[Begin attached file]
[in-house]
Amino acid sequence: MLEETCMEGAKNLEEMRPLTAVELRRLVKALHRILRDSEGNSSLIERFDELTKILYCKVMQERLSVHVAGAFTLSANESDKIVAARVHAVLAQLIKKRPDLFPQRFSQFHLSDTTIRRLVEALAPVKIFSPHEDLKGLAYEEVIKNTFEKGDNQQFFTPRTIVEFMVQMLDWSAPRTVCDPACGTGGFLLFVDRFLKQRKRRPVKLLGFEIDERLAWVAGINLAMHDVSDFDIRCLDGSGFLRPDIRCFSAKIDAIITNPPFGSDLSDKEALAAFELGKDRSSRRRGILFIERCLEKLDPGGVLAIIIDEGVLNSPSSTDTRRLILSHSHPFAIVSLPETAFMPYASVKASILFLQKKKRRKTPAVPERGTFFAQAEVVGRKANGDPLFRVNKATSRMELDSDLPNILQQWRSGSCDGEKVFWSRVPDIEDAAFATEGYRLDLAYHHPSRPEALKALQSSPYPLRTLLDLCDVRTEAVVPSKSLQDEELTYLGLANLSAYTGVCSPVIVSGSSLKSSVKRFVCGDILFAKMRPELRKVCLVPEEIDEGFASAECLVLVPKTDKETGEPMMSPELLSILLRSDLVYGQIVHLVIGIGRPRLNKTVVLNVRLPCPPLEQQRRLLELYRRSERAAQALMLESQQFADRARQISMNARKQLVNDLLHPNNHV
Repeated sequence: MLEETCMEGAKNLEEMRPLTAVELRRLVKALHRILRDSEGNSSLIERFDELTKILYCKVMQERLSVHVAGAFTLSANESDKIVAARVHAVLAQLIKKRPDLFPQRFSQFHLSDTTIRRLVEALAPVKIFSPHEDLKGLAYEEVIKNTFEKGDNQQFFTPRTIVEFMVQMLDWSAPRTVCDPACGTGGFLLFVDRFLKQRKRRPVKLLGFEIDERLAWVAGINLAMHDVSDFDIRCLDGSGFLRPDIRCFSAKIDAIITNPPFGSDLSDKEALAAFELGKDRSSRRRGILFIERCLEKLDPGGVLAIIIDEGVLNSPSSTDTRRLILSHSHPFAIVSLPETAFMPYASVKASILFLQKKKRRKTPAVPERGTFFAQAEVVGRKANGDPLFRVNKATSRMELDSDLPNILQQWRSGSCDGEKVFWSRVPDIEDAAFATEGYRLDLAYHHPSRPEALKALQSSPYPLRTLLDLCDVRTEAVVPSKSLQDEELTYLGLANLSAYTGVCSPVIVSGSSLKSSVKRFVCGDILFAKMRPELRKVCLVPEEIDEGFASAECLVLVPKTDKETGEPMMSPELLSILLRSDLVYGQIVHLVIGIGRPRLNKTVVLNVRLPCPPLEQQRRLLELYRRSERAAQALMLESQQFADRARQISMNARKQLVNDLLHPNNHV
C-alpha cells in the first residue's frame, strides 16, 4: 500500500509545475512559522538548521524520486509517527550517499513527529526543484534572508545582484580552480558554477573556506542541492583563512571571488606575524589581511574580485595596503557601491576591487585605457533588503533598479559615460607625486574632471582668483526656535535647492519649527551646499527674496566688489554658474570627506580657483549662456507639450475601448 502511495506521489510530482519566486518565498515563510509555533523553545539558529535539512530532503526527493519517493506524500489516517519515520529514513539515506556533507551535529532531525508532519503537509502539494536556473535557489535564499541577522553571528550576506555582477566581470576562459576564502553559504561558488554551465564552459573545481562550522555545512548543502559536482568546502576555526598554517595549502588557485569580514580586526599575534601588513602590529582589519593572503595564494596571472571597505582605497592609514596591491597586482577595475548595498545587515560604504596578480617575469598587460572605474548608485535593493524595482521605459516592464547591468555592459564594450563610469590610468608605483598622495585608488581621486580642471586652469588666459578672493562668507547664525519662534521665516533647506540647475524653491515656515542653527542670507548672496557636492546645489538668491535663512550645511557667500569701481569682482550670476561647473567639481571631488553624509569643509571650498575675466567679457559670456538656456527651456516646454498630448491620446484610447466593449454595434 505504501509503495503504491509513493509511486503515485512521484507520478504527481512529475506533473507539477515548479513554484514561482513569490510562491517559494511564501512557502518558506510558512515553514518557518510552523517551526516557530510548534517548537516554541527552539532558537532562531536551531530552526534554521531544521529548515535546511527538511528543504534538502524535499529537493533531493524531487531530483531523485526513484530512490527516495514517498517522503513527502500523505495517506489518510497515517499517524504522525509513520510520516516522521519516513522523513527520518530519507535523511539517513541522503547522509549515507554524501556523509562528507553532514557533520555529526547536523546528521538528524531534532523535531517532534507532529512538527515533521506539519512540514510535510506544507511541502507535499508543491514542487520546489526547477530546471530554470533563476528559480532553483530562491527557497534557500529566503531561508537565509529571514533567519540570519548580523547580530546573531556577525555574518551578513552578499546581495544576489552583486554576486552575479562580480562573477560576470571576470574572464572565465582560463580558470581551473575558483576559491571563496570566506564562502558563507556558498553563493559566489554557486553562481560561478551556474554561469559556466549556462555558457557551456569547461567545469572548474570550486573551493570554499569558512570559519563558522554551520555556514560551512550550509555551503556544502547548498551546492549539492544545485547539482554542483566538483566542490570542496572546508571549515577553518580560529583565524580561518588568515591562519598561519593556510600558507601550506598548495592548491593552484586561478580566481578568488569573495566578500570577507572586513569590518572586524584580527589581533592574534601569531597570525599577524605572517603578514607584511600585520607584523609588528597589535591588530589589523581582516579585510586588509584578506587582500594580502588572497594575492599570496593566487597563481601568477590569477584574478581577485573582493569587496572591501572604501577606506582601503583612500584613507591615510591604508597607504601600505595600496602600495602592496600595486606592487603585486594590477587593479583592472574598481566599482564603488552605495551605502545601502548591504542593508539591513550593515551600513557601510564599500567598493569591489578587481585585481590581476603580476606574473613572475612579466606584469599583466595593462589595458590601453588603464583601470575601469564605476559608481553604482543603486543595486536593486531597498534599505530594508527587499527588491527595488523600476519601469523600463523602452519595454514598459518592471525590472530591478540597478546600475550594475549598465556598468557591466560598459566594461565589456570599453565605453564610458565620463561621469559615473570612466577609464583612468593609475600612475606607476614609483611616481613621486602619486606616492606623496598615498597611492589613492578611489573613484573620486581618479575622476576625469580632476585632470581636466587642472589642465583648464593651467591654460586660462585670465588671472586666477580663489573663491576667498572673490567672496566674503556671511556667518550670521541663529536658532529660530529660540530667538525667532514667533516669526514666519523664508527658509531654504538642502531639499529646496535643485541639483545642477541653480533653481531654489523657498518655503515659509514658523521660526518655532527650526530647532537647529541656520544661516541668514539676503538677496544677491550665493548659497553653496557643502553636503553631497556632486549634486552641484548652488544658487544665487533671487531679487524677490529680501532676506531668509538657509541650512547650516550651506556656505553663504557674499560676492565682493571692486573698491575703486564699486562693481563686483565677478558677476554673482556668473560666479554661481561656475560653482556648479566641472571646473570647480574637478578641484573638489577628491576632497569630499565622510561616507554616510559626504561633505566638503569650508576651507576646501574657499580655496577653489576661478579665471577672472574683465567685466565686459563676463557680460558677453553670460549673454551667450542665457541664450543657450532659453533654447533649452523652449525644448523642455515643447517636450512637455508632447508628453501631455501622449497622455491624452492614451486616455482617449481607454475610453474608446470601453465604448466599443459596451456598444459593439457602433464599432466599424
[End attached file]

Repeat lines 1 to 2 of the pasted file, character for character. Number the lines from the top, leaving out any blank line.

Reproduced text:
[in-house]
Amino acid sequence: MLEETCMEGAKNLEEMRPLTAVELRRLVKALHRILRDSEGNSSLIERFDELTKILYCKVMQERLSVHVAGAFTLSANESDKIVAARVHAVLAQLIKKRPDLFPQRFSQFHLSDTTIRRLVEALAPVKIFSPHEDLKGLAYEEVIKNTFEKGDNQQFFTPRTIVEFMVQMLDWSAPRTVCDPACGTGGFLLFVDRFLKQRKRRPVKLLGFEIDERLAWVAGINLAMHDVSDFDIRCLDGSGFLRPDIRCFSAKIDAIITNPPFGSDLSDKEALAAFELGKDRSSRRRGILFIERCLEKLDPGGVLAIIIDEGVLNSPSSTDTRRLILSHSHPFAIVSLPETAFMPYASVKASILFLQKKKRRKTPAVPERGTFFAQAEVVGRKANGDPLFRVNKATSRMELDSDLPNILQQWRSGSCDGEKVFWSRVPDIEDAAFATEGYRLDLAYHHPSRPEALKALQSSPYPLRTLLDLCDVRTEAVVPSKSLQDEELTYLGLANLSAYTGVCSPVIVSGSSLKSSVKRFVCGDILFAKMRPELRKVCLVPEEIDEGFASAECLVLVPKTDKETGEPMMSPELLSILLRSDLVYGQIVHLVIGIGRPRLNKTVVLNVRLPCPPLEQQRRLLELYRRSERAAQALMLESQQFADRARQISMNARKQLVNDLLHPNNHV